All of SSDA’s previous anthologies have received critical acclaim, with two stories from Feast, Famine & Potluck shortlisted for The Caine Prize for African Writing – with one, “My Father’s Head” by Okwiri Oduor, going on to win the prize. Terra Incognita and Water likewise received wide critical praise, including reviews from the Los Angeles Review of Books, the Sunday Times and the Financial Mail. Stacy Hardy’s story “Involution”, published in Migrations is shortlisted for the 2018 Caine Prize for African Writing.

Ons Klyntji is calling for submissions!

Via Ons Klyntji

Deadline: 31 May 2018, midnight CAT

Ons Klyntji, a magazine published and launched every year at the Oppikoppi music festival is looking for submissions “written or visual”.

There is no set theme, but we do appreciate material that concerns the here and now: love & politics, drought & roll, the road & the verge, music & the movement, spirits & genes, the city & the land, origins & myth, cursor & click, if you liked this you might also like & suggested for you. (This means: you write what you left swipe.) Writings about South Africa, Africa, South Africans and Africans will be appreciated.

Send in:

  • Your three best poems
  • Short stories no longer than 2500 words
  • Photographs, graphics, sketches, images, doodles etc that work in black and white, and smallish (Ons Klyntji is printed the size of your back pocket)
  • Book and CD reviews of no longer than 150 words a shot (focus on South African and African material, fiction or non-fiction, poetry or non-poetry)
  • Interviews with a creative of your choice (max 2000 words)
  • A short thesis on why South Africans consider the orange traffic light to be an invitation to speed the hell up (max 100 words)

 
You can submit in any language to either info@toastcoetzer.com or sendusyourpoems@gmail.com

Shortlists for 2018 Media24 Books Awards announced

Media24 Books is proud to announce the shortlists for the 2018 Media24 Books Literary Awards.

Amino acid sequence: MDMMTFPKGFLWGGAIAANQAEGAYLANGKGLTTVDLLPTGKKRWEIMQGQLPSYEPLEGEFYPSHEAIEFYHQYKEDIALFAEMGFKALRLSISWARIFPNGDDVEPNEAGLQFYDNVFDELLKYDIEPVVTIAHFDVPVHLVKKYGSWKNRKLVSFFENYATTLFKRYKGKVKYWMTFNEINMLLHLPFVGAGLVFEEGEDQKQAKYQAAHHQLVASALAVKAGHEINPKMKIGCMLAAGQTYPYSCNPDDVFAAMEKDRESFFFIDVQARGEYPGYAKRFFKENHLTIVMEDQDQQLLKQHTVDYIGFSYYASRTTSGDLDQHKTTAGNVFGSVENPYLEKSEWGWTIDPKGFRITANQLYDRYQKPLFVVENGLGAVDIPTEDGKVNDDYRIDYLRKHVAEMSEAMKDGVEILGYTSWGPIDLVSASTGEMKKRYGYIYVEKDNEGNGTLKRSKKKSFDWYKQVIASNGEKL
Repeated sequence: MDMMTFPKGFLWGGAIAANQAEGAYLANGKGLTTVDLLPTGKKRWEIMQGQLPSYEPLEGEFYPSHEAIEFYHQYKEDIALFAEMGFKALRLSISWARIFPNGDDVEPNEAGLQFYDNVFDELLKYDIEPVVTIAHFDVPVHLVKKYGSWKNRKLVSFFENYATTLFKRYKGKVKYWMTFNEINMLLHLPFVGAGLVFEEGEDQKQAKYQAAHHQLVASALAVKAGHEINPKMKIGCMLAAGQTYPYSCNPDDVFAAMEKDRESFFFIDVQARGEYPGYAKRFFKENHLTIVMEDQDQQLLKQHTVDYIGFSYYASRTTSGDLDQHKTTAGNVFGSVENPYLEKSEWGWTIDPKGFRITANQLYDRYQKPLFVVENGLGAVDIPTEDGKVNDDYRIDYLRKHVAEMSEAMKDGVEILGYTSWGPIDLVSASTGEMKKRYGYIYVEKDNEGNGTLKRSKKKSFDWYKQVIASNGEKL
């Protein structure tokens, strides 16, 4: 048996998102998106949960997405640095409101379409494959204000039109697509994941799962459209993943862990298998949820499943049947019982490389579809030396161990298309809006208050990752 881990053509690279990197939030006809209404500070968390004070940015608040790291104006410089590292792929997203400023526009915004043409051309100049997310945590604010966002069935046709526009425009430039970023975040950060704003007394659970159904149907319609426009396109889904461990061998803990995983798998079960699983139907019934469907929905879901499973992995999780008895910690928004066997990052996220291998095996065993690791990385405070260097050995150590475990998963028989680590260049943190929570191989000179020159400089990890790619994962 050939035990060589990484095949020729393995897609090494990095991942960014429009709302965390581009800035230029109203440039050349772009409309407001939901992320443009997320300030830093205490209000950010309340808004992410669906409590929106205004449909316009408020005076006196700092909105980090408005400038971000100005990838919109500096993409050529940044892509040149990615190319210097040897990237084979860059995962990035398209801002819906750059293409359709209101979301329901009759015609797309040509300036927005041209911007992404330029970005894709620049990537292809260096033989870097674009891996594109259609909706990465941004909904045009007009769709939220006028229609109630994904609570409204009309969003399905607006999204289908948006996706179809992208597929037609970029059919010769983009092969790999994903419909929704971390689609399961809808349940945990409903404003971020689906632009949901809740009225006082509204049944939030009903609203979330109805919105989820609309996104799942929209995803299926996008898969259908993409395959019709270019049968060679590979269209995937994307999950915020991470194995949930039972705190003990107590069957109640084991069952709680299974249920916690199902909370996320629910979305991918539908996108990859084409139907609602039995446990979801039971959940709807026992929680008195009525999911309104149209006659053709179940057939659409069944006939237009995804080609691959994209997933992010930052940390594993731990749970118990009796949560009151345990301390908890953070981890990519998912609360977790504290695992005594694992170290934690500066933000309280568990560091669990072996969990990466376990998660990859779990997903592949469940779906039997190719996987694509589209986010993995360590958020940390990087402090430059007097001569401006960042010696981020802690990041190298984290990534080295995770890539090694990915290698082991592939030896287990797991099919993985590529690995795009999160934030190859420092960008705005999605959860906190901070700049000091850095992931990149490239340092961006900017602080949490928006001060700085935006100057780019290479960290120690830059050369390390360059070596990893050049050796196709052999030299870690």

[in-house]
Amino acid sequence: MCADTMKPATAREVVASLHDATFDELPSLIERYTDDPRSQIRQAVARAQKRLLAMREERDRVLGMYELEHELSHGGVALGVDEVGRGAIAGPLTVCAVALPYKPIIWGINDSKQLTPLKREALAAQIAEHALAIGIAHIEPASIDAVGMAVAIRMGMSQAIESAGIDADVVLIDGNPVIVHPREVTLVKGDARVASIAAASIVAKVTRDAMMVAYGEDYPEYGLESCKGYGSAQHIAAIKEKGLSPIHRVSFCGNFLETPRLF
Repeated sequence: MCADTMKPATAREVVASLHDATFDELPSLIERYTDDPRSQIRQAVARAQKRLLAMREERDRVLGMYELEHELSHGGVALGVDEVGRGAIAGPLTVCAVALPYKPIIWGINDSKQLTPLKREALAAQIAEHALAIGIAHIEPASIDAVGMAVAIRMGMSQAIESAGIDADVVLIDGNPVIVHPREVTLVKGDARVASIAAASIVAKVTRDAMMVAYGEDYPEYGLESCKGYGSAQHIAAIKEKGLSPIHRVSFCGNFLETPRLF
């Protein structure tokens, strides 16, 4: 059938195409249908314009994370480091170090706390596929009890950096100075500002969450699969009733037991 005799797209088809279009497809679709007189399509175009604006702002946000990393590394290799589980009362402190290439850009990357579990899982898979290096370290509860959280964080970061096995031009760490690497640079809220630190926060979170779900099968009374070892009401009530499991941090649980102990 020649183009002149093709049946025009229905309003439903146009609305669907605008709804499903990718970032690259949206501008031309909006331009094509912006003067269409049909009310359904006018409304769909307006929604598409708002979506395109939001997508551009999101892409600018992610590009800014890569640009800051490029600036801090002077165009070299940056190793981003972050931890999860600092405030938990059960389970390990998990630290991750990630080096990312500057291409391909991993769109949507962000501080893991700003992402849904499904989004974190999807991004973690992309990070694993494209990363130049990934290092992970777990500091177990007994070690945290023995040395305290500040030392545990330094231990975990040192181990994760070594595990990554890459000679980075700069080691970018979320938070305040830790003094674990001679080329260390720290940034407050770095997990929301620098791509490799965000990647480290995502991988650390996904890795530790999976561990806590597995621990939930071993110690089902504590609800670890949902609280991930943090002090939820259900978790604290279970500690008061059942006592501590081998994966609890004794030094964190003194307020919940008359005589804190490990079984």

This year, prizes to the value of R210 000 in total will be awarded in six categories.

These annual awards serve to recognise the best work published during the previous year by Media24 book publishers including NB Publishers (through imprints such as Human & Rousseau, Tafelberg, Kwela and Queillerie) as well as Jonathan Ball Publishers.

Independent judging panels compiled the shortlists from 80 submissions in total. The shortlists consist of three titles each, apart from the Elizabeth Eybers Poetry Prize where an exceptionally strong field saw four titles included on the shortlist.

The shortlists, in alphabetical order according to author, are:

Herman Charles Bosman Prize for English Fiction (novels, short stories, drama)

The Life of Worm and Other Misconceptions by Ken Barris (Kwela)
I am Pandarus by Michiel Heyns (Jonathan Ball Publishers)
Being Kari by Qarnita Loxton (Kwela)

Recht Malan Prize for Nonfiction

How to Steal a City by Crispian Olver (Jonathan Ball Publishers)
The President’s Keepers by Jacques Pauw (Tafelberg)
Khwezi: The Story of Fezekile Kuzwayo by Redi Tlhabi (Jonathan Ball Publishers)

WA Hofmeyr Prize for Afrikaans Fiction (novels, short stories, drama)

As in die mond by Nicole Jaekel Strauss (Queillerie)
Die wêreld van Charlie Oeng by Etienne van Heerden (Tafelberg)
Groen soos die hemel daarbo by Eben Venter (Tafelberg)

Elisabeth Eybers Prize for Poetry

Nou, hier by Corné Coetzee (Human & Rousseau)
Radbraak by Jolyn Phillips (Human & Rousseau)
Alles het niet kom wôd by Nathan Trantraal (Kwela)
In die stille agterkamer by Marlene van Niekerk (Human & Rousseau)

MER Prize for Youth Novels

Hap by Lesley Beake (Tafelberg)
Blou is nie ’n kleur nie by Carin Krahtz (Tafelberg)
Soen by Jan Vermeulen (Tafelberg)

MER Prize for Illustrated Children’s Books

The All Africa Wildlife Express by Rosamund Haden and Tony Pinchuck (illustrator)
Karel Kraai se kitaar by Louise Smit and Luan Serfontein (illustrator)
Liewe Heksie en die sterretjieskombuis – based on the original story by Verna Vels and illustrated by Vian Oelofsen.

The winner in each category receives R35 000. The MER Prize for Illustrated Children’s Books is shared by the author and illustrator of the winning title.

The awards function will be held in Cape Town on Thursday 14 June 2018.

The Life of Worm

Book details

 
 

I am Pandarus

 
 
 

Being Kari

 
 
 

How To Steal A City

 
 
 

The President's Keepers

 
 
 

Khwezi

 
 
 

As in die Mond

 
 
 

Die wêreld van Charlie Oeng

 
 
 

Groen soos die hemel daarbo

 
 
 

Nou, hier

 
 
 

Radbraak

 
 
 

Alles het niet kom wôd

 
 
 

In die stille agterkamer

 
 
 

Hap

 
 
 

Blou is nie 'n kleur nie

 
 
 

Soen

 
 
 

All Africa Wildlife Express

 
 
 

Karel Kraai se kitaar

 
 
 

Liewe Heksie en die Sterretjieskombuis